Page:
'Final round' of bruising De Lille battle to play out in High Court

04 June 2018 - 07:18 By Karyn Maughan
Patricia de Lille. File photo.
Patricia de Lille. File photo.
Image: SUNDAY TIMES

Cape Town mayor Patricia de Lille will face off against the Democratic Alliance in court on Monday in a battle that will determine if and how she is removed from power.

De Lille’s advocate Dali Mpofu seems geared for that crucial court battle‚ tweeting on Sunday: “Just landed at Winnie Madikizela-Mandela International Airport! Here for the DeLille DAnce tomorrow...Auntie @PatriciaDeLille are you ready?? This is the 3rd and Final Round...Let's go!”

The conflict between De Lille and the DA has become somewhat of a public relations nightmare for the party‚ which she has accused of lying to South Africa and the High Court in a desperate bid to get rid of her.

De Lille says the DA has dishonestly tried to present its decision to terminate her membership of the party as innocent‚ and not the result of “the relentless vendetta and determination to get rid of me” – a stance that she says “insults the intelligence” of the court.

The DA‚ in turn‚ argues that De Lille cannot force it to “remain in a relationship with it…when it is clear that the parties’ relationship has irretrievably broken down”.

At the heart of the latest legal dispute between the DA and De Lille is her comment‚ made during an interview with 702 radio host Eusebius McKaiser‚ that she would “walk away” from the party once she had cleared her name following various allegations of wrongdoing made against her.

The party used this comment as a basis to invoke a “cessation clause” in its Federal Constitution to revoke De Lille’s DA membership‚ on the basis that she had publicly expressed an intention to resign.

“She has publicly stated that she has no desire to remain a member of the DA‚ other than to further her own personal aims‚” DA federal chair James Selfe has stated in an affidavit filed at the Western Cape High Court.

“She has violated the DA’s rules that clearly prohibit public declarations of an intention to resign. Yet she seeks urgent review relief in order to remain a member of the DA.”

The High Court has already ruled that De Lille should retain her DA membership pending the conclusion of her review application in which she challenges the party’s “automatic cessation clause”.

Effectively‚ De Lille says‚ the DA is trying to use an “unlawful short cut” – by summarily terminating her membership – to force her out of the party‚ rather than subjecting her to the disciplinary inquiry she is entitled to.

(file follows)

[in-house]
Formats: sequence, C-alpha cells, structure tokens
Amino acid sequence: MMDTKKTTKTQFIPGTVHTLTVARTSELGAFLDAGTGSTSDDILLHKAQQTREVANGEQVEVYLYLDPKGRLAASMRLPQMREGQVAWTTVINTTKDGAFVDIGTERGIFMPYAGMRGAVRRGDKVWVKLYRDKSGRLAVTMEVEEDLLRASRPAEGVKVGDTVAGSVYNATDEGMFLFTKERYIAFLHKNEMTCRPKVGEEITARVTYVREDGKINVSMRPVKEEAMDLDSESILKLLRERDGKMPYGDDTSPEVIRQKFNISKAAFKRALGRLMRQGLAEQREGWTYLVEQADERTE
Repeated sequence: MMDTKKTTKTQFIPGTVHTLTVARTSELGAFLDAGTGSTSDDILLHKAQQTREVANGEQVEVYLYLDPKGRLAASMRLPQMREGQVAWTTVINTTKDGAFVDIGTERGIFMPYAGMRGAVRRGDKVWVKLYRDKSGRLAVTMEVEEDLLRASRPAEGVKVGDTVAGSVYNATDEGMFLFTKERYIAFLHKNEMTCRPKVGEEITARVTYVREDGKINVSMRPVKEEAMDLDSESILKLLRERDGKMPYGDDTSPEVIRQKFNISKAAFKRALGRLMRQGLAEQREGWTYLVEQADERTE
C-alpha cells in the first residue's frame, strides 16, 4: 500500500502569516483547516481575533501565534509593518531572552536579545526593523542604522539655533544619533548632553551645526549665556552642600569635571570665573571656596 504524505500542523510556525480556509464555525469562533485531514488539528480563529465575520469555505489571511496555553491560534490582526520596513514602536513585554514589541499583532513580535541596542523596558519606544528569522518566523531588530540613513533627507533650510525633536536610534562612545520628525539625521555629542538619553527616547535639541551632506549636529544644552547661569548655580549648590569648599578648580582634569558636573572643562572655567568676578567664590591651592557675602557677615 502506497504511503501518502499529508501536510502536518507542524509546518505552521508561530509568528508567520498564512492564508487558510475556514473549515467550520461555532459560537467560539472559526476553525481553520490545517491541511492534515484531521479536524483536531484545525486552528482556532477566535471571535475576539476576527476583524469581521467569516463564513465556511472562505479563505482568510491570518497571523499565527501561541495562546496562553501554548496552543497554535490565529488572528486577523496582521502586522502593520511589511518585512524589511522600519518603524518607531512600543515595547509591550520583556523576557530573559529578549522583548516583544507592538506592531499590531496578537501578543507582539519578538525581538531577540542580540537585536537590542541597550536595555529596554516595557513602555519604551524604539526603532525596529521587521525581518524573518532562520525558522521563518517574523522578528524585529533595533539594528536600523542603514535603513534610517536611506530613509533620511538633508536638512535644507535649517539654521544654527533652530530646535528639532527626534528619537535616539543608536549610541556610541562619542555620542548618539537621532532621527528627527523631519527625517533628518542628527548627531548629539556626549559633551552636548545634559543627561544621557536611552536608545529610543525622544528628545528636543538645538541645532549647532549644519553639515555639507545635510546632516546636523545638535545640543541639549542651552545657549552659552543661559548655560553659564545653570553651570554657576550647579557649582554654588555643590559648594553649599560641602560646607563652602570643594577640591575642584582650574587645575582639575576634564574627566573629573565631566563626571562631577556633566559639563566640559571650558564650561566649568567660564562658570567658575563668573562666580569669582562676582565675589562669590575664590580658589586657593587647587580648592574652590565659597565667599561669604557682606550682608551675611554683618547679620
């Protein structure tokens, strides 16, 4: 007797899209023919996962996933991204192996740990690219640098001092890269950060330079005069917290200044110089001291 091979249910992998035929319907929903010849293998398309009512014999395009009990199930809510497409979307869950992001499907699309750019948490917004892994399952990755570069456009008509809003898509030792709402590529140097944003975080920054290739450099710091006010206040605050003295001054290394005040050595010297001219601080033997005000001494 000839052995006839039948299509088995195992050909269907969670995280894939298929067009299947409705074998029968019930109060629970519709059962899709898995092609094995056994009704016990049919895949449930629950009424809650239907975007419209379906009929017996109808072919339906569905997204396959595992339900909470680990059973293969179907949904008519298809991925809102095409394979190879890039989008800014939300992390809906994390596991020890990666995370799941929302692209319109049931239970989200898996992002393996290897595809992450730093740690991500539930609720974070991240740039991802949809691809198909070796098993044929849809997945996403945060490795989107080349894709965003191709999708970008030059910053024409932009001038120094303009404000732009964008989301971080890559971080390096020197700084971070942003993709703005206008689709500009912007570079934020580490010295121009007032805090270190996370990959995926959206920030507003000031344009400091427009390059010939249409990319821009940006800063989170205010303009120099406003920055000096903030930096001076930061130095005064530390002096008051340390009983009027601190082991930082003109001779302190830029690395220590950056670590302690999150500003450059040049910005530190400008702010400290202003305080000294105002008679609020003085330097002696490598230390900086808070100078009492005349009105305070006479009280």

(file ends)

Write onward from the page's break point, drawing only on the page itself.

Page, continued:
According to De Lille‚ the remarks she made on McKaiser’s show did not amount to a resignation from the party. She further denies that her relationship with the DA has “irretrievably broken down”. But that is not how the DA sees it.

According to Selfe‚ while De Lille has argued that there needs to be a “good reason” to remove her from office‚ “the only reason needed to justify her loss of office is her loss of membership of the party”. He denies her argument that she can only be removed through a vote of no confidence or a fair disciplinary inquiry.

He says De Lille’s statement that she intended to resign from the DA once she had cleared her name was bound to cause damage to the party‚ with other parties potentially asking De Lille to join them – “and this may in turn influence other members of the DA to consider their future with the party”.

“Relatedly‚ other political parties may also capitalise on such statements‚ through for example arguing that the DA is an undesirable political home‚ and is divided and weak‚” he says.

Whatever the outcome of this case‚ the stakes in this ugly legal battle are very high.

In an affidavit filed at the court‚ De Lille has asked that the DA be ordered to pay a punishing legal costs order if and when she wins her latest court battle against it to “send a strong message” to “other political parties…not to abuse the law and the courts to fight their political battles”.

The DA‚ in turn‚ will be hoping to prove that it did not use legally problematic shortcuts to get rid of a political problem – and salvage some credibility from a stand-off that has already left the party bruised.

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